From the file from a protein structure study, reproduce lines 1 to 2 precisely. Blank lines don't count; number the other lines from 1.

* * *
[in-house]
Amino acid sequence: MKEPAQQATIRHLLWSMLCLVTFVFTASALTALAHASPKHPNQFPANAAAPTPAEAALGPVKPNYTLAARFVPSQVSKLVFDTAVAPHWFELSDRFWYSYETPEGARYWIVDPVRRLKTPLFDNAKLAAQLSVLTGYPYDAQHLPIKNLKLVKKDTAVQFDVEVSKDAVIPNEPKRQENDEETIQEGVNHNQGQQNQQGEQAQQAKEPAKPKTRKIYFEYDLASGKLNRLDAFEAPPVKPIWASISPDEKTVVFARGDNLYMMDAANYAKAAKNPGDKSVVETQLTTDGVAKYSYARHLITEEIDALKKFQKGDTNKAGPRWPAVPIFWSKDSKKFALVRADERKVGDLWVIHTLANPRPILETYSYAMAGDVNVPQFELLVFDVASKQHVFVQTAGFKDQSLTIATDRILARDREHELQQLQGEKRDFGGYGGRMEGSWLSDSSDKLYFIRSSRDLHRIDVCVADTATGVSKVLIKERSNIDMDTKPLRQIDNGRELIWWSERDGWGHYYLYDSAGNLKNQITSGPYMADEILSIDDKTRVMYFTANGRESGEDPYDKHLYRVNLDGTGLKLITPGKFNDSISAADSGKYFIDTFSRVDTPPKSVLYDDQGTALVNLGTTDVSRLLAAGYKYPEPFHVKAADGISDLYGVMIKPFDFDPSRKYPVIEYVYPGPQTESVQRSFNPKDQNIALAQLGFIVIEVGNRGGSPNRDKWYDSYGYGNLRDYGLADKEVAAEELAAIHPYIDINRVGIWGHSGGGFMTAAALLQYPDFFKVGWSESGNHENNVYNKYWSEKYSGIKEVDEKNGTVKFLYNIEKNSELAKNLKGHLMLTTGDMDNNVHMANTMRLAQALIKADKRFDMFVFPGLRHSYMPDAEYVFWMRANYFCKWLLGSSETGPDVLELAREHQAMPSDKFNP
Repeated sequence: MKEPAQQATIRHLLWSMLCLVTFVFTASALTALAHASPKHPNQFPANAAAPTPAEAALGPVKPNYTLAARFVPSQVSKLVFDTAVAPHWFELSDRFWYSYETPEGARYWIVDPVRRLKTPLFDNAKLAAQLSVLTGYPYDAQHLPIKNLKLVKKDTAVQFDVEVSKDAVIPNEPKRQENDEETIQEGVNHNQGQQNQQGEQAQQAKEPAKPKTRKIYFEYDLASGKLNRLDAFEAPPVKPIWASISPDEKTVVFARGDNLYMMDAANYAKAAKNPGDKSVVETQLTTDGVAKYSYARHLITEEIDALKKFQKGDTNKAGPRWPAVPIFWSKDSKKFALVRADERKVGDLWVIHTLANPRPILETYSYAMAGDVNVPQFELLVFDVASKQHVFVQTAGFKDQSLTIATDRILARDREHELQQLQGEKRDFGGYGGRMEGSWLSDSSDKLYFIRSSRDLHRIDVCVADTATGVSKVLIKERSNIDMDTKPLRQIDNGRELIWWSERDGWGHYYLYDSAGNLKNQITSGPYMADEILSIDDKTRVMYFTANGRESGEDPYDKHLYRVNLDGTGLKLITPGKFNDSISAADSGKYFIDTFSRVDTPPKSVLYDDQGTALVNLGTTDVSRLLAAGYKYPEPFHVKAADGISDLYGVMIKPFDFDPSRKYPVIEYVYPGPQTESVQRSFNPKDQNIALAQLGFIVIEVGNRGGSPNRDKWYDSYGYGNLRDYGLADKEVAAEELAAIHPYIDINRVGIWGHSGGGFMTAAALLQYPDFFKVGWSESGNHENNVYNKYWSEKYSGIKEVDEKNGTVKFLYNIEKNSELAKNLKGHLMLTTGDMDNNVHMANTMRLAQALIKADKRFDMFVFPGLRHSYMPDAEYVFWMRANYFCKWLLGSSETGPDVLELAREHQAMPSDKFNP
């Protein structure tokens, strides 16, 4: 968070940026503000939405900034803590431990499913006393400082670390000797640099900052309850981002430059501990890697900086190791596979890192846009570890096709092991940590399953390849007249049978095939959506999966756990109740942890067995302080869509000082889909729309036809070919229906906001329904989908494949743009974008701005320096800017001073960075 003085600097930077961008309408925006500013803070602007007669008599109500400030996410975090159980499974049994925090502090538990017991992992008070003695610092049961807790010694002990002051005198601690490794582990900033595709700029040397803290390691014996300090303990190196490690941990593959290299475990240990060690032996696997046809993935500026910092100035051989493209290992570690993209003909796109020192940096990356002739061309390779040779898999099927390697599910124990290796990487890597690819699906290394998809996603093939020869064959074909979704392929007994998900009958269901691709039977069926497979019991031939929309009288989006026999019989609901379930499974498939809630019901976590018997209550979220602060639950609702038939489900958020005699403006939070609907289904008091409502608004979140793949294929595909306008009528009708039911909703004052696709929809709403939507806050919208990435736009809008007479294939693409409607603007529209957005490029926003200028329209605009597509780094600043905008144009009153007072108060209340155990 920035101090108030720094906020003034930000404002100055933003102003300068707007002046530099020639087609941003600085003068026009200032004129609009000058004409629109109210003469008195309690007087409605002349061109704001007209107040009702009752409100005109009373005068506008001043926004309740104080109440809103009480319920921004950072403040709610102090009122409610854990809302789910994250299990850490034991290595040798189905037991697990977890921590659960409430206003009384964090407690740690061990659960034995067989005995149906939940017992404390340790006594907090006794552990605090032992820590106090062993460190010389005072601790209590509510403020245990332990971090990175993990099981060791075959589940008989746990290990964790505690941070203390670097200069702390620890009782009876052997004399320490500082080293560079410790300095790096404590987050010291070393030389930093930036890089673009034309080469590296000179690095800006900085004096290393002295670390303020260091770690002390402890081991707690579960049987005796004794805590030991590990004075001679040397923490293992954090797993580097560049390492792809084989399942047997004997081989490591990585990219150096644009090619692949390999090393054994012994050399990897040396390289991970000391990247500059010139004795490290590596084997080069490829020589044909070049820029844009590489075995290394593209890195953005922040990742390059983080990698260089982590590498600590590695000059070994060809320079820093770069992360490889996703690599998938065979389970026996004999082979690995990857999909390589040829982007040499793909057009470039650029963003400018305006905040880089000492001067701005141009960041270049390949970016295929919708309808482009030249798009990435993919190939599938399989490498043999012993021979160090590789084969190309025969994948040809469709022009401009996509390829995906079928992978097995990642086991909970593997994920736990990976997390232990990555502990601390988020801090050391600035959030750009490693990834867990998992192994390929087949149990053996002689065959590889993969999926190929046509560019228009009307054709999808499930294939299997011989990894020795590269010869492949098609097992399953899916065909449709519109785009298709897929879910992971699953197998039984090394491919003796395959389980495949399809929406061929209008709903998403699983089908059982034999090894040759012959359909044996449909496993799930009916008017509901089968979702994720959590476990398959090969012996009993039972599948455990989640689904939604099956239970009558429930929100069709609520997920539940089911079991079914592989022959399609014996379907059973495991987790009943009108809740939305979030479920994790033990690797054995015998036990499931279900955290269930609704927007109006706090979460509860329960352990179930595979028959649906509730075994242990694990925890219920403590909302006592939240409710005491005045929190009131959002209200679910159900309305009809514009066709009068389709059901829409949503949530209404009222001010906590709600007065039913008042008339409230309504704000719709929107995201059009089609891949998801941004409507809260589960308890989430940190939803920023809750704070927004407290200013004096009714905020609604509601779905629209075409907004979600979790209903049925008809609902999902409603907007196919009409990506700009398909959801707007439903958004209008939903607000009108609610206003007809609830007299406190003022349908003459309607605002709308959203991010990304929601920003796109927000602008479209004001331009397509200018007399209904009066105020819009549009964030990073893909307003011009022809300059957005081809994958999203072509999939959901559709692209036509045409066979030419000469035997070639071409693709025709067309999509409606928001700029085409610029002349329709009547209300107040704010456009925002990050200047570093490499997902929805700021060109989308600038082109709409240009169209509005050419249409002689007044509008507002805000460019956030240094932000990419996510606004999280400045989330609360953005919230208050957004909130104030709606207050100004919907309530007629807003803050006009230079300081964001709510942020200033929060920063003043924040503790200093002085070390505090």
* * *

[in-house]
Amino acid sequence: MKEPAQQATIRHLLWSMLCLVTFVFTASALTALAHASPKHPNQFPANAAAPTPAEAALGPVKPNYTLAARFVPSQVSKLVFDTAVAPHWFELSDRFWYSYETPEGARYWIVDPVRRLKTPLFDNAKLAAQLSVLTGYPYDAQHLPIKNLKLVKKDTAVQFDVEVSKDAVIPNEPKRQENDEETIQEGVNHNQGQQNQQGEQAQQAKEPAKPKTRKIYFEYDLASGKLNRLDAFEAPPVKPIWASISPDEKTVVFARGDNLYMMDAANYAKAAKNPGDKSVVETQLTTDGVAKYSYARHLITEEIDALKKFQKGDTNKAGPRWPAVPIFWSKDSKKFALVRADERKVGDLWVIHTLANPRPILETYSYAMAGDVNVPQFELLVFDVASKQHVFVQTAGFKDQSLTIATDRILARDREHELQQLQGEKRDFGGYGGRMEGSWLSDSSDKLYFIRSSRDLHRIDVCVADTATGVSKVLIKERSNIDMDTKPLRQIDNGRELIWWSERDGWGHYYLYDSAGNLKNQITSGPYMADEILSIDDKTRVMYFTANGRESGEDPYDKHLYRVNLDGTGLKLITPGKFNDSISAADSGKYFIDTFSRVDTPPKSVLYDDQGTALVNLGTTDVSRLLAAGYKYPEPFHVKAADGISDLYGVMIKPFDFDPSRKYPVIEYVYPGPQTESVQRSFNPKDQNIALAQLGFIVIEVGNRGGSPNRDKWYDSYGYGNLRDYGLADKEVAAEELAAIHPYIDINRVGIWGHSGGGFMTAAALLQYPDFFKVGWSESGNHENNVYNKYWSEKYSGIKEVDEKNGTVKFLYNIEKNSELAKNLKGHLMLTTGDMDNNVHMANTMRLAQALIKADKRFDMFVFPGLRHSYMPDAEYVFWMRANYFCKWLLGSSETGPDVLELAREHQAMPSDKFNP